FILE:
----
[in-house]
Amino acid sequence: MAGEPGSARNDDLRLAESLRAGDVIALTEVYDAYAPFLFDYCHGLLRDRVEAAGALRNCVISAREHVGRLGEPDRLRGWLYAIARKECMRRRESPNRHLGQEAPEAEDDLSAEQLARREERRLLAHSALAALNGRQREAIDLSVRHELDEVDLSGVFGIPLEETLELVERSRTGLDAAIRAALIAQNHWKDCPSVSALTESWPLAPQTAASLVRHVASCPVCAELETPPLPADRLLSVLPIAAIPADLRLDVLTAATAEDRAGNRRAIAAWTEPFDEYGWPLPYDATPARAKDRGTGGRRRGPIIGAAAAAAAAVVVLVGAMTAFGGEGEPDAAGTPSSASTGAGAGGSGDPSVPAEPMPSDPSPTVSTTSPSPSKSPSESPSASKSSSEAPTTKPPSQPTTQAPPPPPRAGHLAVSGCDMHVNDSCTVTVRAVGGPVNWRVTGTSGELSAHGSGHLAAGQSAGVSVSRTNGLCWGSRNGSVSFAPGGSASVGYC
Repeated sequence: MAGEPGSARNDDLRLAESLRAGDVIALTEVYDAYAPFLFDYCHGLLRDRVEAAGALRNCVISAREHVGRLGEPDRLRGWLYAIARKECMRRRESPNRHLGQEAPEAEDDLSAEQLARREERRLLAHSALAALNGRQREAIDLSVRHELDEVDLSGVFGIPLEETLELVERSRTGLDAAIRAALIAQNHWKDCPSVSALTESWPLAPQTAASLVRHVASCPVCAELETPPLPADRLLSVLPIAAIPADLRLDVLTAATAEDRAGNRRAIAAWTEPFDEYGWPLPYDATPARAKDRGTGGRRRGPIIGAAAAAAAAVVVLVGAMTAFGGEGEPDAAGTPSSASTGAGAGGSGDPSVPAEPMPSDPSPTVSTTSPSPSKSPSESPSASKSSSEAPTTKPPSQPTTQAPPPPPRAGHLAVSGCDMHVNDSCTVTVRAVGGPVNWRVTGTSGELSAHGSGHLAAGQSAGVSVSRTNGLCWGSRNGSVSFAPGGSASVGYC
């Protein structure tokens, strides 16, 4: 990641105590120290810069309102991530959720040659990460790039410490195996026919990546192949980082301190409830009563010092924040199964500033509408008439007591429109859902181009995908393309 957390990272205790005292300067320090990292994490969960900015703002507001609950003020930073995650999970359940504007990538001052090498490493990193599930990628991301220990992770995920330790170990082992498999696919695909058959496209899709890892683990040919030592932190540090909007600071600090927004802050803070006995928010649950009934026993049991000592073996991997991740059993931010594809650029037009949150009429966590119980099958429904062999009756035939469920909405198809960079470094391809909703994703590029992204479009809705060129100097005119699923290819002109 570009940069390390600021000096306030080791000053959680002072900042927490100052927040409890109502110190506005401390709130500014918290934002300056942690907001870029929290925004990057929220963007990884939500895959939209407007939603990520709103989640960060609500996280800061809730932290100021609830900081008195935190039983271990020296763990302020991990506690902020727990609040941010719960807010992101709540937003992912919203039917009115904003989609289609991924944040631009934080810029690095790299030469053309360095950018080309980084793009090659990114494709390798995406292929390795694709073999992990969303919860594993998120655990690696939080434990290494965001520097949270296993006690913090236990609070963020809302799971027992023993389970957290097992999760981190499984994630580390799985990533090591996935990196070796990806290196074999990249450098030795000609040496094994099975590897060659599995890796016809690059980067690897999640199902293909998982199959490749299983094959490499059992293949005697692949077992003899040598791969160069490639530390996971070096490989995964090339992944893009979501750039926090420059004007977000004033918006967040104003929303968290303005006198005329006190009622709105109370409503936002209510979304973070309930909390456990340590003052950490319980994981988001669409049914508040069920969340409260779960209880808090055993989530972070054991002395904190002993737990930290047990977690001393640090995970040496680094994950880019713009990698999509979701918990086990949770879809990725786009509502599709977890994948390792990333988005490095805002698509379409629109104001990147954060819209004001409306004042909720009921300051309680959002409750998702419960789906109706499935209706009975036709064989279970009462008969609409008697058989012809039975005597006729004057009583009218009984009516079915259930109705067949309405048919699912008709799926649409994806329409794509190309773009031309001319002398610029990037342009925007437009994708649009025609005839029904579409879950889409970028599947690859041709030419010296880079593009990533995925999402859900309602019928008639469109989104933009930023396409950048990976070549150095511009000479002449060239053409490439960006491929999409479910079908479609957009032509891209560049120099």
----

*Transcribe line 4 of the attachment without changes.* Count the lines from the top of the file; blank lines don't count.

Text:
């Protein structure tokens, strides 16, 4: 990641105590120290810069309102991530959720040659990460790039410490195996026919990546192949980082301190409830009563010092924040199964500033509408008439007591429109859902181009995908393309 957390990272205790005292300067320090990292994490969960900015703002507001609950003020930073995650999970359940504007990538001052090498490493990193599930990628991301220990992770995920330790170990082992498999696919695909058959496209899709890892683990040919030592932190540090909007600071600090927004802050803070006995928010649950009934026993049991000592073996991997991740059993931010594809650029037009949150009429966590119980099958429904062999009756035939469920909405198809960079470094391809909703994703590029992204479009809705060129100097005119699923290819002109 570009940069390390600021000096306030080791000053959680002072900042927490100052927040409890109502110190506005401390709130500014918290934002300056942690907001870029929290925004990057929220963007990884939500895959939209407007939603990520709103989640960060609500996280800061809730932290100021609830900081008195935190039983271990020296763990302020991990506690902020727990609040941010719960807010992101709540937003992912919203039917009115904003989609289609991924944040631009934080810029690095790299030469053309360095950018080309980084793009090659990114494709390798995406292929390795694709073999992990969303919860594993998120655990690696939080434990290494965001520097949270296993006690913090236990609070963020809302799971027992023993389970957290097992999760981190499984994630580390799985990533090591996935990196070796990806290196074999990249450098030795000609040496094994099975590897060659599995890796016809690059980067690897999640199902293909998982199959490749299983094959490499059992293949005697692949077992003899040598791969160069490639530390996971070096490989995964090339992944893009979501750039926090420059004007977000004033918006967040104003929303968290303005006198005329006190009622709105109370409503936002209510979304973070309930909390456990340590003052950490319980994981988001669409049914508040069920969340409260779960209880808090055993989530972070054991002395904190002993737990930290047990977690001393640090995970040496680094994950880019713009990698999509979701918990086990949770879809990725786009509502599709977890994948390792990333988005490095805002698509379409629109104001990147954060819209004001409306004042909720009921300051309680959002409750998702419960789906109706499935209706009975036709064989279970009462008969609409008697058989012809039975005597006729004057009583009218009984009516079915259930109705067949309405048919699912008709799926649409994806329409794509190309773009031309001319002398610029990037342009925007437009994708649009025609005839029904579409879950889409970028599947690859041709030419010296880079593009990533995925999402859900309602019928008639469109989104933009930023396409950048990976070549150095511009000479002449060239053409490439960006491929999409479910079908479609957009032509891209560049120099």